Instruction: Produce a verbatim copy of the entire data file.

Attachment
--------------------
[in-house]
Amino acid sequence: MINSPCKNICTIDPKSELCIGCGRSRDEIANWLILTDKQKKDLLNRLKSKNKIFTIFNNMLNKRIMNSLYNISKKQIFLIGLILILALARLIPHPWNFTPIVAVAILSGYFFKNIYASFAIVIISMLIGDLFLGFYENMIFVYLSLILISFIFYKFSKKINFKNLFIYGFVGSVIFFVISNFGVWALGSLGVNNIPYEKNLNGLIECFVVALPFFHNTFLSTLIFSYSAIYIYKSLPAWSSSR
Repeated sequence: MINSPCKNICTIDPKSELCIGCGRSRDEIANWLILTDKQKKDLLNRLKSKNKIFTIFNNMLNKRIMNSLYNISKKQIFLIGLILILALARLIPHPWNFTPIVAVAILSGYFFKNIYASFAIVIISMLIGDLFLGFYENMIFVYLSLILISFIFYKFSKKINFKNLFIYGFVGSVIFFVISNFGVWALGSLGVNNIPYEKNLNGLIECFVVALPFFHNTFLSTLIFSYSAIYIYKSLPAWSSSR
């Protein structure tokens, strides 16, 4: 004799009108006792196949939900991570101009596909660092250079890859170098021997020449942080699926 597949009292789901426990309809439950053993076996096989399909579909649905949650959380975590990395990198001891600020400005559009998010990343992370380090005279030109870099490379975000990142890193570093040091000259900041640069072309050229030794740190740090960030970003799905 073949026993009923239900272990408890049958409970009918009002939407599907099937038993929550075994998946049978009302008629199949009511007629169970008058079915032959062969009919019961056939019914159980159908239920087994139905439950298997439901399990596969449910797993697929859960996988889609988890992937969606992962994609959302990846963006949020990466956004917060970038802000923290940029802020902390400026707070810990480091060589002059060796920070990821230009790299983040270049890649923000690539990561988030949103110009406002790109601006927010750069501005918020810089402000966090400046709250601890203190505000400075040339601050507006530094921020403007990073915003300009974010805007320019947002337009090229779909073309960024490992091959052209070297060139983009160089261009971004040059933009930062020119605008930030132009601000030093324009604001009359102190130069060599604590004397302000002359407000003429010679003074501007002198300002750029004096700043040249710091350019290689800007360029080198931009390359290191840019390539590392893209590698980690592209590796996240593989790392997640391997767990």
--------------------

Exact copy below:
[in-house]
Amino acid sequence: MINSPCKNICTIDPKSELCIGCGRSRDEIANWLILTDKQKKDLLNRLKSKNKIFTIFNNMLNKRIMNSLYNISKKQIFLIGLILILALARLIPHPWNFTPIVAVAILSGYFFKNIYASFAIVIISMLIGDLFLGFYENMIFVYLSLILISFIFYKFSKKINFKNLFIYGFVGSVIFFVISNFGVWALGSLGVNNIPYEKNLNGLIECFVVALPFFHNTFLSTLIFSYSAIYIYKSLPAWSSSR
Repeated sequence: MINSPCKNICTIDPKSELCIGCGRSRDEIANWLILTDKQKKDLLNRLKSKNKIFTIFNNMLNKRIMNSLYNISKKQIFLIGLILILALARLIPHPWNFTPIVAVAILSGYFFKNIYASFAIVIISMLIGDLFLGFYENMIFVYLSLILISFIFYKFSKKINFKNLFIYGFVGSVIFFVISNFGVWALGSLGVNNIPYEKNLNGLIECFVVALPFFHNTFLSTLIFSYSAIYIYKSLPAWSSSR
């Protein structure tokens, strides 16, 4: 004799009108006792196949939900991570101009596909660092250079890859170098021997020449942080699926 597949009292789901426990309809439950053993076996096989399909579909649905949650959380975590990395990198001891600020400005559009998010990343992370380090005279030109870099490379975000990142890193570093040091000259900041640069072309050229030794740190740090960030970003799905 073949026993009923239900272990408890049958409970009918009002939407599907099937038993929550075994998946049978009302008629199949009511007629169970008058079915032959062969009919019961056939019914159980159908239920087994139905439950298997439901399990596969449910797993697929859960996988889609988890992937969606992962994609959302990846963006949020990466956004917060970038802000923290940029802020902390400026707070810990480091060589002059060796920070990821230009790299983040270049890649923000690539990561988030949103110009406002790109601006927010750069501005918020810089402000966090400046709250601890203190505000400075040339601050507006530094921020403007990073915003300009974010805007320019947002337009090229779909073309960024490992091959052209070297060139983009160089261009971004040059933009930062020119605008930030132009601000030093324009604001009359102190130069060599604590004397302000002359407000003429010679003074501007002198300002750029004096700043040249710091350019290689800007360029080198931009390359290191840019390539590392893209590698980690592209590796996240593989790392997640391997767990």